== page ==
Thich Nhat Hanh used to have this simple meditation exercise: “Breathing in, I dwell in the present moment; breathing out, I know this is a wonderful moment.” This meditation doesn’t ignore or deny the suffering in our world, it is not indifference. It is the ability to hold pain and terror as well as great love and wisdom. It is coolness in a world that is only getting hotter. The climate surely reflects this. The question is: how do we see from all sides and include them in our hearts? Seeing ourselves as beloved, not victims, we are in opposition to no one. Our only enemies are delusion, craving, ignorance and hatred.
With equanimity, we know how not to make things worse when suffering arises, we can choose not to add to suffering by resisting, suppressing or judging it. Instead we can open to our own or someone else’s suffering, knowing it is part of life. Experiencing peace, we give no fear in the process and are given in return ample freedom.
Kindness & Compassion – By Pierre Zimmerman 8/1/21
KINDNESS & COMPASSION FOR THE SELF AND OTHERS – By Pierre Zimmerman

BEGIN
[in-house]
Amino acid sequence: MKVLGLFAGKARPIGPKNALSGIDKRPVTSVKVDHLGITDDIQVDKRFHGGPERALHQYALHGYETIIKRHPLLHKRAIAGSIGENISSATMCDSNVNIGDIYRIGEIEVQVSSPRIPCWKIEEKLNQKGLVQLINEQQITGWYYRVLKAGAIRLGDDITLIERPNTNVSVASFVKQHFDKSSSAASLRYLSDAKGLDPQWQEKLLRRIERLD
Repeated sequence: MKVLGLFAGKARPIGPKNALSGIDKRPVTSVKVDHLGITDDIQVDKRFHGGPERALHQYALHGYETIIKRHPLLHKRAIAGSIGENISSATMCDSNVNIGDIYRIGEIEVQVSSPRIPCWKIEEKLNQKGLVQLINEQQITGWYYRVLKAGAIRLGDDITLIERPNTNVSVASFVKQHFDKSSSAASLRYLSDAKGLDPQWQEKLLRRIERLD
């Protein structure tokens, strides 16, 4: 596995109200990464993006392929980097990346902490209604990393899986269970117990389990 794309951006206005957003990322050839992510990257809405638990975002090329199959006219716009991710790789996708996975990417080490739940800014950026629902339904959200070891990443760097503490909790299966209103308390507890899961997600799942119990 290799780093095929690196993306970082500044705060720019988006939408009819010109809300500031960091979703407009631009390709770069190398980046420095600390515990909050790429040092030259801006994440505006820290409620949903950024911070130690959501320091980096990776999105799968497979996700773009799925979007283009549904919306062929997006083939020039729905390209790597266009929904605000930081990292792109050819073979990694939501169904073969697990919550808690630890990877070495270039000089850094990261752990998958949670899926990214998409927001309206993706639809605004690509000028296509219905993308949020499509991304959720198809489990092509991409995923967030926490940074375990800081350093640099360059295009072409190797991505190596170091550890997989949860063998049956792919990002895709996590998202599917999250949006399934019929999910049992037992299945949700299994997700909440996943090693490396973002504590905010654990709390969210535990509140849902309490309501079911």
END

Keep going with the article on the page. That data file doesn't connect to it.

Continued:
Our capacity for empathy, lovingkindness, compassion and altruistic behavior is inborn, rather than acquired through socialization or cultural exposure. Compassion is what makes an empathic response manifest in kindness. However, it takes awareness and practice to change reactive habits and develop it into an active force in our lives.
Compassion brings purpose to our lives and a sense of feeling useful. It reduces stress and releases oxytocin, which is associated with reduced levels of inflammation in our cardiovascular system, interestingly enough, related to matters of the heart! It also strengthens the tone of the longest cranial vagus nerve, which is the marker of our overall state of health.
Cultivating lovingkindness for one self and self-compassion is not self-absorption, self-pity, self- esteem or self-gratification. It is self-caring by being mindful, which is the ability to hold all kinds of experiences in awareness within the context of a shared human experience rather than judging them. Self-compassion is needed in order to effectively be present for others suffering and assist them in bringing relief.
Compassion contributes to better relationships and strengthens the connections with loved ones and getting rid of loneliness, one of the most painful forms of suffering in our culture. This in turn strengthens our immune system. We can promote kindness in a defended world that sponsors and prides itself through autonomy, selfies, superficial interactions and greed, in pursuit of power, and laughs at compassionate action. Not only can we repay people who are kind to us, we need to spread random acts of kindness to others as an organizing principle in our society.